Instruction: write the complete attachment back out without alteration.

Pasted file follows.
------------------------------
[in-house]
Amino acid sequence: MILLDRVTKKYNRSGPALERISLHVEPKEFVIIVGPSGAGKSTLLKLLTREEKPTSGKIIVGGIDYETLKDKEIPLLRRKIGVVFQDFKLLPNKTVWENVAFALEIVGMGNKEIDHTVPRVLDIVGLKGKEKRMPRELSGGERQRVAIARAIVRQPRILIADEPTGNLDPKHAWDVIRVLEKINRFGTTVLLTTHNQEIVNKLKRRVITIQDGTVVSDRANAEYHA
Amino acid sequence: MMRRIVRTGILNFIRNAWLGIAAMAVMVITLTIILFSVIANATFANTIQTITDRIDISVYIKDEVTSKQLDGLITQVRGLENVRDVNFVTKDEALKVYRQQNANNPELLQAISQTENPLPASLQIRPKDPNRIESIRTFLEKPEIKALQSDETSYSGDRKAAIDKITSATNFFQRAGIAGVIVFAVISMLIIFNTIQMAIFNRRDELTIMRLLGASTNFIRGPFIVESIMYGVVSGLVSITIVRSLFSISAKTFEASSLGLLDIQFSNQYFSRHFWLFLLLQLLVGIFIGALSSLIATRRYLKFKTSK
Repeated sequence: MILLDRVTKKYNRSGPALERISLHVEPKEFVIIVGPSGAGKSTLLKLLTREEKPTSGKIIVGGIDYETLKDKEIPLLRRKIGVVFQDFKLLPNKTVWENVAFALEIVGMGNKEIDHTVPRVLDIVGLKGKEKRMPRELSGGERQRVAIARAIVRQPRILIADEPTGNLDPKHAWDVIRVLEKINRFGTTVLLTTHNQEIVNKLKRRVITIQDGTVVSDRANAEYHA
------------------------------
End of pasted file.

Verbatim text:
[in-house]
Amino acid sequence: MILLDRVTKKYNRSGPALERISLHVEPKEFVIIVGPSGAGKSTLLKLLTREEKPTSGKIIVGGIDYETLKDKEIPLLRRKIGVVFQDFKLLPNKTVWENVAFALEIVGMGNKEIDHTVPRVLDIVGLKGKEKRMPRELSGGERQRVAIARAIVRQPRILIADEPTGNLDPKHAWDVIRVLEKINRFGTTVLLTTHNQEIVNKLKRRVITIQDGTVVSDRANAEYHA
Amino acid sequence: MMRRIVRTGILNFIRNAWLGIAAMAVMVITLTIILFSVIANATFANTIQTITDRIDISVYIKDEVTSKQLDGLITQVRGLENVRDVNFVTKDEALKVYRQQNANNPELLQAISQTENPLPASLQIRPKDPNRIESIRTFLEKPEIKALQSDETSYSGDRKAAIDKITSATNFFQRAGIAGVIVFAVISMLIIFNTIQMAIFNRRDELTIMRLLGASTNFIRGPFIVESIMYGVVSGLVSITIVRSLFSISAKTFEASSLGLLDIQFSNQYFSRHFWLFLLLQLLVGIFIGALSSLIATRRYLKFKTSK
Repeated sequence: MILLDRVTKKYNRSGPALERISLHVEPKEFVIIVGPSGAGKSTLLKLLTREEKPTSGKIIVGGIDYETLKDKEIPLLRRKIGVVFQDFKLLPNKTVWENVAFALEIVGMGNKEIDHTVPRVLDIVGLKGKEKRMPRELSGGERQRVAIARAIVRQPRILIADEPTGNLDPKHAWDVIRVLEKINRFGTTVLLTTHNQEIVNKLKRRVITIQDGTVVSDRANAEYHA